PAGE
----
By collecting evidence on the impacts that AI might have on the SDGs, we understood that we still know little about the topic. Published research is biased towards positive impacts of AI and has a limited geographical coverage. We also understood that while a wide range of new technologies are being developed very fast, neither individuals nor governments seem able to follow the pace of these technological developments. Uncontrolled and poorly understood AI developments could increase societies´ inequalities and political polarization.  Our analysis provides a view of the most urgent research gaps to fill and the needed policy and legislative frameworks, to help direct the vast potential of AI towards the highest collective benefit.

Once again, this type of global-level study of a topic through the SDG-lens proves very useful to understand the key actions needed from the research and policy communities. It is also a way to collect the evidence-base to understand the investigated issue. However, the work should not stop here. Our upcoming research looks at using the global-level knowledge collected in similar studies for directing decisions at the local level. That includes the development of tools to evaluate the impact of infrastructure projects on the local attainment of the SDGs, and the use of local studies to coordinate decision making on SDGs policy at the national and municipal level. Corresponding research efforts are needed to “downscale” the analysis of this Perspective to AI projects and strategies at local, national and regional level.

You can read the Perspective here.

Francesco Fuso Nerini

Associate Professor, Director of the KTH Climate Action Centre, KTH - Royal Institute of Technology

Francesco Fuso Nerini works as Associate Professor at the division of Energy Systems Analysis of KTH-ITM, and is the Director of the KTH Climate Action Centre. His focus is on addressing multi-disciplinary sustainable development related issues – including how future energy choices, climate change and AI will affect the achievement of the Sustainable Development Goals.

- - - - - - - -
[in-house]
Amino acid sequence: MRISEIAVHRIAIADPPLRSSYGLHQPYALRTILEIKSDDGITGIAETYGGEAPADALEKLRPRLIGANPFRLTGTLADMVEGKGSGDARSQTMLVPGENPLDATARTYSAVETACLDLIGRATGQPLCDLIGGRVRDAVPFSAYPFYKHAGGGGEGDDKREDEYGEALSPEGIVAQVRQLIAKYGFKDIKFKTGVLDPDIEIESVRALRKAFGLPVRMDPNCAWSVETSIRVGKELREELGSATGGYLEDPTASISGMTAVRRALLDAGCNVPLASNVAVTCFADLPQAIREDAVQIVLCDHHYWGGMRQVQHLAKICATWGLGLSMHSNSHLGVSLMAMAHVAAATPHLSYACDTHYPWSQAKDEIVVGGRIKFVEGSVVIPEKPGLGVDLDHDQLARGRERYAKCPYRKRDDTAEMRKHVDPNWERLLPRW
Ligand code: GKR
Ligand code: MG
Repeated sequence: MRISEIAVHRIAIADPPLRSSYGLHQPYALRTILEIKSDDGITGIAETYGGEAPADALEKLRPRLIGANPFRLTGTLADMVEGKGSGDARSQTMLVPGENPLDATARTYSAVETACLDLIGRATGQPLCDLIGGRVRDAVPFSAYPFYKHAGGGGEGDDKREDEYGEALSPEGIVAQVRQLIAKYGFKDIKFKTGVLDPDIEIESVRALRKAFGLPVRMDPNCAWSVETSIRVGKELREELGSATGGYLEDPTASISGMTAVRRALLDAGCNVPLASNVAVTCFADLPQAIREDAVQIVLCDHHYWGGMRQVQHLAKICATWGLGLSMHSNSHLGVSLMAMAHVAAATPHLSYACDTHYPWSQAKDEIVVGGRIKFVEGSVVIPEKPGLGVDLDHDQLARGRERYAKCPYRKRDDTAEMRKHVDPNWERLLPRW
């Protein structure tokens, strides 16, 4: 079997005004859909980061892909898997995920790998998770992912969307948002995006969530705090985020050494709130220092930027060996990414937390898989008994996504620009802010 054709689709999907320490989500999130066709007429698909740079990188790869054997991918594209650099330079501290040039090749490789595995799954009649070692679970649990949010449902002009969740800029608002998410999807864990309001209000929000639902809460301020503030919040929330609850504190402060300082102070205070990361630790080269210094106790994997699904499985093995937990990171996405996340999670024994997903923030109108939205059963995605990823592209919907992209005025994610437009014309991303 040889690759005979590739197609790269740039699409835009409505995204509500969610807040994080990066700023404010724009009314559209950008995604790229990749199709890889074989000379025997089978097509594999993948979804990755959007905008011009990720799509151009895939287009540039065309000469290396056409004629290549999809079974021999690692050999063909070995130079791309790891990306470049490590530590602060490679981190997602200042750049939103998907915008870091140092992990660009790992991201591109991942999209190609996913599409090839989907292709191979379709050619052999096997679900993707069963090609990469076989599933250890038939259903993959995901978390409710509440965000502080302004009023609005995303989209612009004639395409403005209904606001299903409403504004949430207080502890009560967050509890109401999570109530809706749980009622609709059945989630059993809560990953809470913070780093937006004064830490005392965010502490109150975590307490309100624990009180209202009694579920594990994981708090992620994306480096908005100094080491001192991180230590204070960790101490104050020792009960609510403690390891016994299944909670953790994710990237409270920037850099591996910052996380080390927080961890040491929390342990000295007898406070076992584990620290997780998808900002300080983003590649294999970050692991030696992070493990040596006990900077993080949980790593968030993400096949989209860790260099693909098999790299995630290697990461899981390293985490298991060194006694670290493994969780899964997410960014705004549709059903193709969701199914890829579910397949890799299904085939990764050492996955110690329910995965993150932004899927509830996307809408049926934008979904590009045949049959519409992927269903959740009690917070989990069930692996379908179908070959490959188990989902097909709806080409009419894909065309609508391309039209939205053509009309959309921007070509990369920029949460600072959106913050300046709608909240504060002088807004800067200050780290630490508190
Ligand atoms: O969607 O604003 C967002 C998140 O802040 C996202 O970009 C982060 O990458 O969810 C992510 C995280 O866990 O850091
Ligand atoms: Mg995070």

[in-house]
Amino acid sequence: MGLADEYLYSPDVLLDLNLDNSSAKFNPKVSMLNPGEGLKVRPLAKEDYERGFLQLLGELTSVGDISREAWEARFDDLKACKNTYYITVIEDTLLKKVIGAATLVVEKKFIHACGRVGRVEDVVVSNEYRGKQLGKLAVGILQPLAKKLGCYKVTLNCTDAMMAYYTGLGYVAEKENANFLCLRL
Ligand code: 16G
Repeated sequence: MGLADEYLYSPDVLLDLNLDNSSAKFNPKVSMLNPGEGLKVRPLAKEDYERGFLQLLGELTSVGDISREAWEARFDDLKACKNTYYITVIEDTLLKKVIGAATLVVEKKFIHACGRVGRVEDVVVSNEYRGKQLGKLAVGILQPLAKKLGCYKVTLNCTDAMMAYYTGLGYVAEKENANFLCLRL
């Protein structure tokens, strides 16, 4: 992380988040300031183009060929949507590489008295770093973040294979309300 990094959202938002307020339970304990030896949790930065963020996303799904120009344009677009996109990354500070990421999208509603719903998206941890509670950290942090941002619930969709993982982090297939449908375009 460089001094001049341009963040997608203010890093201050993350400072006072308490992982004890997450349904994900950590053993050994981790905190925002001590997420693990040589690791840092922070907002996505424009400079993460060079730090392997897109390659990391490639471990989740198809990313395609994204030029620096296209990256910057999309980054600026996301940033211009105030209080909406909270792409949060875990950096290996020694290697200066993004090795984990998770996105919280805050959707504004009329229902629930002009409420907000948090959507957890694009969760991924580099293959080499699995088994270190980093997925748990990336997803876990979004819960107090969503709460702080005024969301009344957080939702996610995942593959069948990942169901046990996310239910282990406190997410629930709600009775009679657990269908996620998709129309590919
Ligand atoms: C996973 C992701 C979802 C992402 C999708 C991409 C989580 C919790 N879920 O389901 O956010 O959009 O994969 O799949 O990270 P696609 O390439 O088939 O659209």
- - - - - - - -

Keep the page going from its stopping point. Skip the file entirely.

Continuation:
Before joining the division, Francesco worked and/or studied in 13 institutions located in 9 different countries, spanning from academia to national and international organizations. He holds a PhD in Energy and Environmental Systems Analysis from KTH, with a dissertation focusing on tools to support energy access policies, and 3 MSc degrees in Environmental and Sustainable Energy Engineering (from Politecnico Di Milano, Italy; UPC, Spain; and KTH,Sweden). Moreover, Francesco has post-doctoral experience from the UCL-Energy Institute at University College London and from the World Energy Outlook team at the International Energy Agency. Francesco also worked at the Italian National Agency for New Technologies, Energy and the Environment and as guest researcher both in Australia (Melbourne Energy Institute of Melbourne University) and Brazil (Federal University of Pará). Finally, he is a research fellow at the Payne Institute for Public Policy at Colorado School of Mines in the US.